Janet Weston (Great Britain) is a Research Fellow at the Centre for History in Public Health, London School of Hygiene and Tropical Medicine, where she is part of the team working on ‘Prisoners, Medicine, and Entitlement to Health in England and Ireland, 1850-2000’ . Her focus is HIV/AIDS in prisons over the 1980s and 1990s, and she has written about prison policy on HIV/AIDS, condoms in prisons, addiction treatment, and human rights. She obtained her PhD from Birkbeck and a book based on this work is out in late 2017: ‘Medicine, the Penal System, and Sexual Crime in England 1919-1960s: Diagnosing Deviance’ . Janet is particularly interested in forensic psychiatry in the twentieth century, histories of disability and rights, and public health. Follow @janetlweston
Harry Yi-Jui Wu (East Asia) is Assistant Professor and Deputy-Director of Medical Ethics and Humanities Unit at the University of Hong Kong. He received medical training in Taiwan before obtaining a DPhil in Modern History from Oxford University. He had taught medical humanities and the history of medicine in Singapore and Hong Kong. His research interests include history of psychiatry, end-of-life studies, narrative medicine and medical humanities. Harry has published in journals such as History of Psychiatry, Medical History and East Asian Science, Technology and Society, The Lancet Psychiatry. Currently, he is writing up a book about the WHO’s first effort to conduct an international social psychiatry project.
Waltraud Ernst is Professor in the History of Medicine (1700-2017) at Oxford Brookes University. She has been trained as a cultural psychologist in Germany and worked as Senior Clinical Psychologist and as a psychotherapist in New Zealand during the early 1990s. Her publications include Mad Tales from the Raj (1991), Colonialism and Transnational Psychiatry (2015), and Health and Medicine in the Indian Princely States (2017) as well as several edited books on race and medicine (1999); plural medicine (2002); the normal and the abnormal (2007); the Indian Princely states (2007); transnational psychiatries (2010); colonial and indigenous medicines (2010); work and psychiatry (2016); and drinking cultures and alcohol flows across cultures (2018; 2019).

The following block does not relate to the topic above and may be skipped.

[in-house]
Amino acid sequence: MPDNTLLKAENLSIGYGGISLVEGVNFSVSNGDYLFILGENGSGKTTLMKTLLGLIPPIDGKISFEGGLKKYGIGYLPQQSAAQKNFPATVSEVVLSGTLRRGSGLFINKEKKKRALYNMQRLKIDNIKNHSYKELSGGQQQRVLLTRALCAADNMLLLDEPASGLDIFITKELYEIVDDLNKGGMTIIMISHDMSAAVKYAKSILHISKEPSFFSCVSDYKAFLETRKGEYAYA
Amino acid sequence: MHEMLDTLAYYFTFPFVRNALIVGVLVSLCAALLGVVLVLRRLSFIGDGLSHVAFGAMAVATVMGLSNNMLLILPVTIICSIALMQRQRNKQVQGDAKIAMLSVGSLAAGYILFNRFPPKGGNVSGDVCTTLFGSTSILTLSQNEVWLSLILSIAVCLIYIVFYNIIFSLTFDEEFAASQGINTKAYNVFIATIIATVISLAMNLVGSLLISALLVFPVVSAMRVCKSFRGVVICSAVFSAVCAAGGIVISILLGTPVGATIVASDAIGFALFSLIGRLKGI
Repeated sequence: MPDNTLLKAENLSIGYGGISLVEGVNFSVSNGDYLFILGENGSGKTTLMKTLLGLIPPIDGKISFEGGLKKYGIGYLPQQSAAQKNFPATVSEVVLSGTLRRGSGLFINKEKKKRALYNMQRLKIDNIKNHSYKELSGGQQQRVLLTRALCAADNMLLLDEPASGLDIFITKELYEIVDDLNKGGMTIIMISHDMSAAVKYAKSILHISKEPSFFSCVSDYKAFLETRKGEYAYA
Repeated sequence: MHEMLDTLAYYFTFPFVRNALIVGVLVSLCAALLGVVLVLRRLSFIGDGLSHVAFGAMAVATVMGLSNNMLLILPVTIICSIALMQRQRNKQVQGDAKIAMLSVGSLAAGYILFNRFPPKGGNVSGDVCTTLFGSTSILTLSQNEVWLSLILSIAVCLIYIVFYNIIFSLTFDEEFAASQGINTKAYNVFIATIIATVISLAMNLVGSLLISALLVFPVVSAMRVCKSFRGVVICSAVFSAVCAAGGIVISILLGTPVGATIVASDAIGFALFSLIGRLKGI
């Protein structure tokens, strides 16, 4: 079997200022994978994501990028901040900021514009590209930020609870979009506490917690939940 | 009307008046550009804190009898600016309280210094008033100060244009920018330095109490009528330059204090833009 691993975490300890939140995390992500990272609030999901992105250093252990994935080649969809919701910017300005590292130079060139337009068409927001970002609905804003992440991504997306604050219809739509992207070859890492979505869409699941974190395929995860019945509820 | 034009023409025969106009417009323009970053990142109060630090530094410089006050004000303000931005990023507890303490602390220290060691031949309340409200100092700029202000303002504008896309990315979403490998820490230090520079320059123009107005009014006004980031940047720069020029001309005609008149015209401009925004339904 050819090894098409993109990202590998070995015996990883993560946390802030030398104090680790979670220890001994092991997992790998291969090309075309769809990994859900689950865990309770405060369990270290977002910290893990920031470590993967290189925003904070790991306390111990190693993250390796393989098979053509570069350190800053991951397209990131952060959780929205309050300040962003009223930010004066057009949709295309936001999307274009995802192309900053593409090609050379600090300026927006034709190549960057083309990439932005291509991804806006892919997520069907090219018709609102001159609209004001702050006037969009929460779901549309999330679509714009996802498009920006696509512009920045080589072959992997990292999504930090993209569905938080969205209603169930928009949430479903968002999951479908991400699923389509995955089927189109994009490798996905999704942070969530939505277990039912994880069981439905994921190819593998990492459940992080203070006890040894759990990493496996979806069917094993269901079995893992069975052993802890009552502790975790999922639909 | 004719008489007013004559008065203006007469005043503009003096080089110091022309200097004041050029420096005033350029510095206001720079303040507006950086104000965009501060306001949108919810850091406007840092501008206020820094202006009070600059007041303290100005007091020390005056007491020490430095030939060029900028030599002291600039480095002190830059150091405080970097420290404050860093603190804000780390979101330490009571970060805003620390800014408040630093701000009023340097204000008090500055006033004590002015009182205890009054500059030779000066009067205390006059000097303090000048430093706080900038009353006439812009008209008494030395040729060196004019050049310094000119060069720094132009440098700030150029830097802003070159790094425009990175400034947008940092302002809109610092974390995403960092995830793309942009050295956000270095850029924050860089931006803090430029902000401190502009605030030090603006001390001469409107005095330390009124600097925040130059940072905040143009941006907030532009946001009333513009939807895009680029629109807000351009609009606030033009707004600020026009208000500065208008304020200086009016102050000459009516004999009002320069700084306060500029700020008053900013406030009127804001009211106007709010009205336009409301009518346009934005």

Nicolas Henckes is a historian and sociologist at the CNRS and the Centre de Recherche Médecine Science, Santé, Santé mentale et Sociétés (CERMES3). In the past he has been working on the reform of the psychiatric hospitals in 20th century France as well as on the history of the French association of parents of people with mental handicap. He is now working on a manuscript over the history and current status of psychosis risk. His more recent project is an investigation of the transforming boundaries of social and mental health policy at the turn of 21st century in France. (Photo by Serge Cannasse)
Volker Hess studies the History of Medicine as science and practice. Trained in medicine and philosophy, he entered the academia with analyzing the hospital as institution and space of knowledge. Hist first book, Von der semiotischen zur diagnostischen Medizin (1992) developed an intellectual history of the rise of modern medical thinking. The second book Der wohltemperierte Mensch (2000) transferred the concept of „thick description“ into the history of medicine with focussing on the „little instrument“ of measuring temperature. More recently, he has turned to the cultural history of medicine. He is engaged in the research training group „Gender as a category of knowledge“ at the Culture Studies, he is chairing a DFG research group on the „Cultures of madness“, who is studying the borderlands of normality in the growing Berlin metropole at 1900. In 2011, he has been receipt the Advanced Investigator Grant from the European Research Council for a collaborative project (with Andrew Mendelsohn) in reconstructing the „paper technologies“ of medical practices (Case and Series in History of Science 2010). He is the chair of the Institute for the History of Medicine at the Charité Medical School and also affiliated professor at the History Department of the HU.